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Crimea

Section 6. Discrimination, Societal Abuses, and Trafficking in Persons

Children

Birth Registration: Under both Ukrainian law and laws imposed by Russian occupation authorities, either birthplace or parentage determines citizenship. Russia’s occupation and purported annexation of Crimea complicated the question of citizenship for children born after February 2014, since it was difficult for parents to register a child as a citizen with Ukrainian authorities. Registration in the country requires a hospital certificate, which is retained when a birth certificate is issued. Under the occupation regime, new parents could only obtain a Russian birth certificate and did not have access to a hospital certificate. In 2016 the Ukrainian government instituted a process whereby births in Crimea could be recognized with documents issued by occupation authorities.

Ukraine

Section 6. Discrimination, Societal Abuses, and Trafficking in Persons

Women

Rape and Domestic Violence: The law prohibits rape of men or women. The penalty for rape is three to 15 years’ imprisonment. Sexual assault and rape continued to be significant problems.

On September 21, the president signed a decree that introduced new measures for preventing and counteracting domestic and gender-based violence. The measures included increased funding and staffing of support service programs for domestic violence victims.

Domestic violence against women remained a serious problem. In the first six months of the year, police received 101,000 domestic violence complaints, which is a 40 percent increase compared with the same period in 2019. Spousal abuse was common. The HRMMU reported the spread of COVID-19 and the implementation of quarantine measures exacerbated the situation. According to the Internal Affairs Ministry, approximately 2,900 cases of domestic violence were investigated during the first nine months of the year. Police issued approximately 81,000 domestic violence warnings and protection orders during the first nine months of the year. Punishment included fines, emergency restraining orders of up to 10 days, ordinary restraining orders from one to six months, administrative arrest, and community service. Human rights groups noted the ability of agencies to detect and report cases of domestic violence was limited.

According to the NGO La Strada, quarantine restrictions made it difficult for victims of domestic violence to receive help. From mid-March to early May–the period during which the most severe quarantine restrictions were in place–human rights groups noted a decrease in the responsiveness of police officers to cases of domestic violence. Victims faced increased difficulty in accessing domestic violence shelters due to the requirement to obtain a hospital certificate declaring they were not infected with COVID-19 before the shelters would provide social services.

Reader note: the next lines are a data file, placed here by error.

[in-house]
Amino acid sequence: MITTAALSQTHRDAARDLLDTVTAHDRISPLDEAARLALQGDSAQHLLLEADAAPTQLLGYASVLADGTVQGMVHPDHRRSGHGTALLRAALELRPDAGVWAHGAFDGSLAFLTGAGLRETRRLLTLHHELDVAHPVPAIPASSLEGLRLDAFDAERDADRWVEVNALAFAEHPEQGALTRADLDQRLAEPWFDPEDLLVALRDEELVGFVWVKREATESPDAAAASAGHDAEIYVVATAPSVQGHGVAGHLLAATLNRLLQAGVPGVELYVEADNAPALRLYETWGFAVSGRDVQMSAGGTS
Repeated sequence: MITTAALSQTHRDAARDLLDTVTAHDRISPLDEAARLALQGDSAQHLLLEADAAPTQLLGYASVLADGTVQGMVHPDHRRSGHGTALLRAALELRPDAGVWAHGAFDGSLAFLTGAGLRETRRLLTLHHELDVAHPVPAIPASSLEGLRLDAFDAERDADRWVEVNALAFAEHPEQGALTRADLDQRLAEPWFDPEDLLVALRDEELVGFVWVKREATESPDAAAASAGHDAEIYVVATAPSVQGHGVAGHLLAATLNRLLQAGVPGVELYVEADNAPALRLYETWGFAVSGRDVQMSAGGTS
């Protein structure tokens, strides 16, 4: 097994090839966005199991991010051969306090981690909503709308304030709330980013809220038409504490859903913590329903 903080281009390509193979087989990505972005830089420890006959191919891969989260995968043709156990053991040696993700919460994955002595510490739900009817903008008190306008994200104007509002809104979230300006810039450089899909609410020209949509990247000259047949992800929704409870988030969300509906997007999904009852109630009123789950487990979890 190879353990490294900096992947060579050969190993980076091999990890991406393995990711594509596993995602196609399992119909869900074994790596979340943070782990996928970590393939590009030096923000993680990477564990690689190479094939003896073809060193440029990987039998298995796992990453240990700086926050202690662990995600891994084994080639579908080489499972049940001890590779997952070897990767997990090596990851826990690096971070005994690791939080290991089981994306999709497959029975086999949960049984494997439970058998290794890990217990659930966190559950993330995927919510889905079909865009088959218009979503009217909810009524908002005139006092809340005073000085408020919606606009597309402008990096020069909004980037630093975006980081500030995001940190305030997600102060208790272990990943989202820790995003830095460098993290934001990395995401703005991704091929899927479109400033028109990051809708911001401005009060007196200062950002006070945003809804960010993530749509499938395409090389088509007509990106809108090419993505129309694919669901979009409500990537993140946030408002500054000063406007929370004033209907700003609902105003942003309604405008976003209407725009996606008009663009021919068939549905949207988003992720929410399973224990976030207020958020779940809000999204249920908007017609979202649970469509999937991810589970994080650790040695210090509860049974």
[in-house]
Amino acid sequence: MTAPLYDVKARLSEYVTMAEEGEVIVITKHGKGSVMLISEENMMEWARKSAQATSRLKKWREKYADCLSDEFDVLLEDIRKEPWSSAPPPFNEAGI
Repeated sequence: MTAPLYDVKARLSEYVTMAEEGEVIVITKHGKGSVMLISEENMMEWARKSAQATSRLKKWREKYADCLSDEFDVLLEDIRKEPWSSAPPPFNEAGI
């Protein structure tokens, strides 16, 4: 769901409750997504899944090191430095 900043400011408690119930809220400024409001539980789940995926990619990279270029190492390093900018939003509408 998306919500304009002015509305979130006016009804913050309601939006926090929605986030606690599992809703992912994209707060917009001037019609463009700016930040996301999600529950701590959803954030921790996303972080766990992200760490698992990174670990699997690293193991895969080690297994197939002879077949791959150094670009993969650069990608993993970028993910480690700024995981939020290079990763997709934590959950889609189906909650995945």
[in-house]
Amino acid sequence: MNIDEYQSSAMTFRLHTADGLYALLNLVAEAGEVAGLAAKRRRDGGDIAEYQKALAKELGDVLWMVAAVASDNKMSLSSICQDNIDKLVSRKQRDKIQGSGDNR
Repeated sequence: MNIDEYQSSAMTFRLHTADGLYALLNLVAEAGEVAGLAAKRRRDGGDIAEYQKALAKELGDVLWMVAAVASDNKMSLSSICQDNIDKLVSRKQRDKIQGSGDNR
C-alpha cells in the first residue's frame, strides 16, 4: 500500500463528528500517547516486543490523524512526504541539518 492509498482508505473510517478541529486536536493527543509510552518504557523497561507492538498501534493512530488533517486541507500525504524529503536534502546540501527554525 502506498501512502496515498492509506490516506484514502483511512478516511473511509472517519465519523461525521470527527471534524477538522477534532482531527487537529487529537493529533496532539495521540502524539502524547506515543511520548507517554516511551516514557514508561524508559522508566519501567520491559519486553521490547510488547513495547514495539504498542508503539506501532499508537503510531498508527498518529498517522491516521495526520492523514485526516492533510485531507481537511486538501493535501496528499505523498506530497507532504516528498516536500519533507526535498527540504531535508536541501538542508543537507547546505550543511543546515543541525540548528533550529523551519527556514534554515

According to press reports, on June 29, a 50-year-old man beat his 46-year-old wife in their home in Drohobych, Lviv Oblast. The woman sustained grave bodily injuries and later died in the local hospital. The man was arrested on murder charges and faces seven to 10 years in prison. As of mid-September, police were conducting a pretrial investigation.

According to La Strada, the conflict in the Donbas region has led to a surge in violence against women across the country in recent years. Human rights groups attributed the increase in violence to post-traumatic stress experienced by IDPs fleeing the conflict and by soldiers returning from combat. IDPs reported instances of rape and sexual abuse; many said they fled areas controlled by Russia-led forces because they feared sexual abuse.

As of late September, the government operated 28 shelters for survivors of domestic violence and 21 centers for social and psychological aid across the country for survivors of domestic violence and child abuse.

Sexual Harassment: While the law prohibits coercing a person to have sexual intercourse, legal experts stated that safeguards against harassment were inadequate. The law puts sexual harassment in the same category as discrimination and sets penalties ranging from a fine to three years in prison. Women’s rights groups reported continuing and widespread sexual harassment, including coerced sex, in the workplace. Women rarely sought legal recourse because courts declined to hear their cases and rarely convicted perpetrators.

Reproductive Rights: The government recognizes the right of couples and individuals to decide the number, spacing, and timing of their children; to manage their reproductive health; and to have the information and means to do so, free from discrimination, coercion, and violence. Romani women sometimes faced barriers in managing their reproductive health, including segregation in maternity wards and other forms of discrimination. Some groups opposed contraception on religious grounds.

The government provided access to sexual and reproductive health services for survivors of sexual violence–including survivors of conflict-related sexual violence–but human rights groups said these services were sometimes unreliable and often did not reach Romani communities.

Women in Crimea accessed reproductive health care through services funded by the Russian occupation authorities, private insurance, and NGO programs; however, no Ukrainian or international monitors had access to Crimea, making it difficult to assess the state of reproductive health care there. A 2020 UN Population Fund report found that 81 percent of surveyed married or in-union women ages 15 to 49 reported they made their own decisions regarding sexual and reproductive health and rights, including deciding on their own health care, deciding on the use of contraception, and consenting to sex. According to a 2020 WHO World Health Statistics report, 100 percent of births were attended by skilled health personnel (based on primary data from 2010-2019); the adolescent birth rate was 19.1 percent (ages 15-19 years; based on primary data from 2010-2018); and 68 percent of women of reproductive age had their need for family planning satisfied with modern methods (based on primary data from 2010-2019).

Coercion in Population Control: There were no reports of coerced abortion or involuntary sterilization on the part of government authorities.

Discrimination: While the law provides that women enjoy the same rights as men, women experienced discrimination in employment. According to the government commissioner on gender policy, women on average received 30 percent lower salaries than men. The Ministry of Health maintained a list of 50 occupations that remain prohibited for women. Women experienced discrimination in pay and in access to retirement and pension benefits (see section 7.d.).

Children